“We would like them to taste the spirit as they sip,” Baker says. “We’re not trying to get them high.”

Gingercello, espresso, whiskey, bourbon and soon, gin, will also be distilled in the large copper finishing still.

Gingercello is distilled with vodka and then rested for three months over fresh ginger and lemon zest. 

Whiskey takes at least two years to age in an oak cask, and they are not releasing any whiskey that has been aged less than two years.

In addition to straight vodka, Marble Distillery also creates seasonal infused vodkas, and currently they are serving ginger, toasted coconut, cucumber, grapefruit, hot pepper and lavender.

While their vodka has a crisp clean taste, their infused vodkas are ripe with flavor. Grapefruit is tasty and tart, the cucumber cool and subtle and toasted coconut sweet and flavorful.

In addition to having the Distillery, Baker and Shanks also constructed five high-end hotel rooms for guests that are nicer than anything you will find between Vail and Aspen. Each room comes with local art that is refreshed every three months, fixings for your own martinis using Marble Distillery products and an assortment of high-end personal products for your luxurious stay. They are also pet friendly. It was Baker’s idea to include the hotel rooms, having seen a similar idea in a distillery in the Northwest. The rooms are a big hit and very popular.

Sustainability is the second company asset co-owner Shanks is proud of, and the Distillery’s sustainability takes many different forms.

The bricks behind the bar in the main room come from the original farmhouse that was located for years on the property. Lavender is grown locally on the Flying Dog Ranch and used in the infused vodkas. The mash/barley mixture creates waste that is converted to livestock feed.

But the main feature of sustainability at Marble Distillery is their recapturing and reclamation of water. 

Marble infused
Marble Distillery's current crop of infused vodkas - photo by Jordan Curet
When you are distilling, you are heating up your mash to a temperature that is a lower boiling point than water so the alcohol turns into a vapor. You then use water around coils to cool it back down to a liquid to turn it to alcohol. Most distilleries use tap water in this process and it is whatever tap temperature is. The coils are heated to 180 degrees so the water coming off the coils is around 125-135 degrees. In most distilleries, that water is flushed down the drain so they are losing water and energy. 

With a longtime focus on energy sustainability, Shanks cobbled together a team that included members of CORE (Community Office of Resource Efficiency) whose headquarters are in Carbondale.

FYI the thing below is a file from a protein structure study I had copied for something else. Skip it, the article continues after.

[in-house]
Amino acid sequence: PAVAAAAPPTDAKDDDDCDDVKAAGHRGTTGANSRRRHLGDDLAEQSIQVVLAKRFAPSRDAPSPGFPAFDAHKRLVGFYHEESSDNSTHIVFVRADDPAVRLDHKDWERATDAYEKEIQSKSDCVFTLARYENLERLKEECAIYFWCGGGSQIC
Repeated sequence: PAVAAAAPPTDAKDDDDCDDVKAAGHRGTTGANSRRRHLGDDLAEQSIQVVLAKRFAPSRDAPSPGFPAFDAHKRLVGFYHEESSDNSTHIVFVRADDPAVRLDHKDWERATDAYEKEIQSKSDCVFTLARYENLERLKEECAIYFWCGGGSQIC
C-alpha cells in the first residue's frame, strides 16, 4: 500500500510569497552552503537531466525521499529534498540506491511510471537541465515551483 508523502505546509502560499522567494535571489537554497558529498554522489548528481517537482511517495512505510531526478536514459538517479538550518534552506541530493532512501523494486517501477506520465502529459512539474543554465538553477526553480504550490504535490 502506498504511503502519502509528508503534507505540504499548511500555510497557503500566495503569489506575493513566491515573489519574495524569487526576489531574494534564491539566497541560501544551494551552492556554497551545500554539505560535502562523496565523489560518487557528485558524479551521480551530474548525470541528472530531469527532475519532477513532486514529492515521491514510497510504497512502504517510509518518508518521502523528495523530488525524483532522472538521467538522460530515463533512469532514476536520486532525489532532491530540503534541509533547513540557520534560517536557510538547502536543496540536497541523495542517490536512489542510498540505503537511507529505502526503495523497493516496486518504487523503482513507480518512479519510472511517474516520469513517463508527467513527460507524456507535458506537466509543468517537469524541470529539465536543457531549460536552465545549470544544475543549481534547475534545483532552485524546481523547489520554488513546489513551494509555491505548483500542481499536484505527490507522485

Instead of sending all of that clean hot water to the wastewater treatment plant, they decided to recapture it. They constructed two 5,000-gallon tanks — one hot, one cold — and they store all of the hot water that is created in the distilling process using one of the 14 heat collectors that are found throughout the Marble Distillery building. When they need energy, they extract the heat off the water leaving cold water that gets reused in the next distilling process.

In the end, they are using all of the energy and the water again and saving more than 4 million gallons of water each year and harvesting 1.8 billion BTUs (or enough to power 20 homes for a year) with the solar collectors on the roof of the building.

The final component in their business plan is community, and Marble Distillery offers weekly community events: trivia contests, comedy nights, musical events and last week they had a mechanical bull and a bull-riding contest.

Marble still
Co-owner/distiller Connie Baker making a quality inspection of spirits cooking in one of the stills. - photo by Jordan Curet
“Carbondale as a whole is big on community, and we want to engage and support that,” Shanks says. 

They support community through events like their Barrel Club, where you can purchase your own hand-crafted Missouri oak barrel and have it filled with one of their hand-crafted whiskeys, rye or bourbon, which you can taste periodically over a two-year period until you think it is ready to bottled. 

And they enhanced community when they created a special pepper vodka as a fundraiser for local firefighters, use Bonfire Coffee as their special roasters for the espresso liqueur and continue to create even more local partners where they can.

Creating special products that are their passion, with sustainability and community partners. That’s Marble Distillery. Go try those vodkas, the flavors will astound you!

Marble Distillery. 150 Main Street. Carbondale. (970) 963-7008. www.marbledistillery.com